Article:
On the 5th of February, The South African Chamber of Commerce and Industry (SACCI) organised a debate at the prestigious Johannesburg Country Club in Auckland Park for the representatives of the six major political parties to present their policies to improve the business and economic landscape of South Africa. The parties represented were the DA, COPE, ACDP, IFP and the UDM. It may or may not be surprising that the current ruling party failed to send a representative.
Members of SACCI and their guests were invited to the debate, consisting mostly of well educated business-minded individuals. I am writing this article not as a political expert, but as the average well educated layman to the South African political landscape. Each candidate was given 10 minutes to convince the audience why we should vote for their party. They all gave excellent presentation and clearly pointed out all the problems that the current ruling party is causing or have failed to fix since they came into power. However, on reflection at the end of the debate I felt that none of them really gave any particularly convincing argument as to why I should vote for them. Especially not as a person living in Gauteng – South Africa’s largest contributor to the National GDP, the Province which attracted the vast majority of voters after KZN in 2009 (24% and 20% respectively of 17.68 million voters), as well as the Province the DA is dedicating the majority of their efforts in this election to win.
Each candidate gave the expected dismal statistics indicative of the breakdown of South Africa since President Zuma came into power – the economy is reversing. There are 1.4 million more people unemployed, bringing the total to about 7 million people. SA has gone from a net food exporter to a net food importer, a significant factor behind the national debt reaching a record high of 6% of the GDP, after a large percentage of it was cleared under Mbeki. SA’s economic growth rate has dropped to 3.6% – on par with developed countries, when as a developing country we should have a growth rate of between 5 and 7%. Government corruption is estimated to be between 25 and 30 billion Rands per year, only 8% of the black population is actually benefiting from BEE, strike action is increasing and is deterring foreign investment, etc. And then each of them gave their emotive and believable declaration of what their party would do to improve this situation. They would reduce the red tape and costs to improve the success of small businesses; reimburse training costs to employers; ensure proper implementation of existing positive polices such BEE and the NDP; fight corruption and nepotism and ensure tenders are awarded to the best skilled and equipped applicant. And of course, improve the quality of education – identified by each candidate as one of the most critical issues facing South Africa today.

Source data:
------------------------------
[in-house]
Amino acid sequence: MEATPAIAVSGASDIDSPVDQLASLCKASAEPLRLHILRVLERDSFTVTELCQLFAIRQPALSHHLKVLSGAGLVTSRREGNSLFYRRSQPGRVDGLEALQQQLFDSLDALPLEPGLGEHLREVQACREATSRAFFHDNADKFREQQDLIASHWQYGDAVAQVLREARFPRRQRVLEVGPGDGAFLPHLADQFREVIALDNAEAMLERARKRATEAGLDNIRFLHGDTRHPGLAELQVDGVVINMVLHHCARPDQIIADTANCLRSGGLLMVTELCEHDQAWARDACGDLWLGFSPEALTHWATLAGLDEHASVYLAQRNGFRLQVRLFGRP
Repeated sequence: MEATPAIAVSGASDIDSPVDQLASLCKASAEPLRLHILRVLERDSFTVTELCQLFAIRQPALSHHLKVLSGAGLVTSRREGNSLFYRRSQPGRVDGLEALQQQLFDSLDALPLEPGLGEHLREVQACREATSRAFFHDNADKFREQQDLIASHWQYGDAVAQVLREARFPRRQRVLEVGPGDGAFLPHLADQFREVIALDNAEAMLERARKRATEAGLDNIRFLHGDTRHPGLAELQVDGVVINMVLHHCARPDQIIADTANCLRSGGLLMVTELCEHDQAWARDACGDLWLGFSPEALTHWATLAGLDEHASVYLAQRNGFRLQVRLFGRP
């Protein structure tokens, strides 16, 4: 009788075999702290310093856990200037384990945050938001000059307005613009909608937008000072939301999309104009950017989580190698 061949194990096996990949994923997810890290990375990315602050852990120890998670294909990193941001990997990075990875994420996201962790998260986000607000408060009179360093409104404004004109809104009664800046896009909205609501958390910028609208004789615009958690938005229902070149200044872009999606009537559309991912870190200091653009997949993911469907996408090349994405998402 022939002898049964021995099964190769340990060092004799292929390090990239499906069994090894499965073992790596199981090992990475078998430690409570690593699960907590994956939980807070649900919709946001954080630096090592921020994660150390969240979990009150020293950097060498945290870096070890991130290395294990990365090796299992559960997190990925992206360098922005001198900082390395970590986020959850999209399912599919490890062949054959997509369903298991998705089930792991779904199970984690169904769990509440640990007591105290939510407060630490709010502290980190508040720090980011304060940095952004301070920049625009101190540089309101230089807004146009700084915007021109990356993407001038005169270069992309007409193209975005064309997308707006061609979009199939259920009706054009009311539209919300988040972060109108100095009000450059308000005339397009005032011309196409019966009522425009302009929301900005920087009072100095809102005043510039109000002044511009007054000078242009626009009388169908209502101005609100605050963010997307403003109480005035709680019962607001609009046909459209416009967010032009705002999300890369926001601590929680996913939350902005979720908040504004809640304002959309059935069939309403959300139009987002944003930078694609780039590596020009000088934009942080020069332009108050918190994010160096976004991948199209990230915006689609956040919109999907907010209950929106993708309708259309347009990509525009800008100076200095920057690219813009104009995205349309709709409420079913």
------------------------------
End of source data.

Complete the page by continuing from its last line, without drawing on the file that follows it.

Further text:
At the end of the 5th speaker I had a tragic realisation that if the ruling party had sent a representative that he or she would probably state many of the same problems and give many of the same promises to fix them. Excluding only who’s to blame.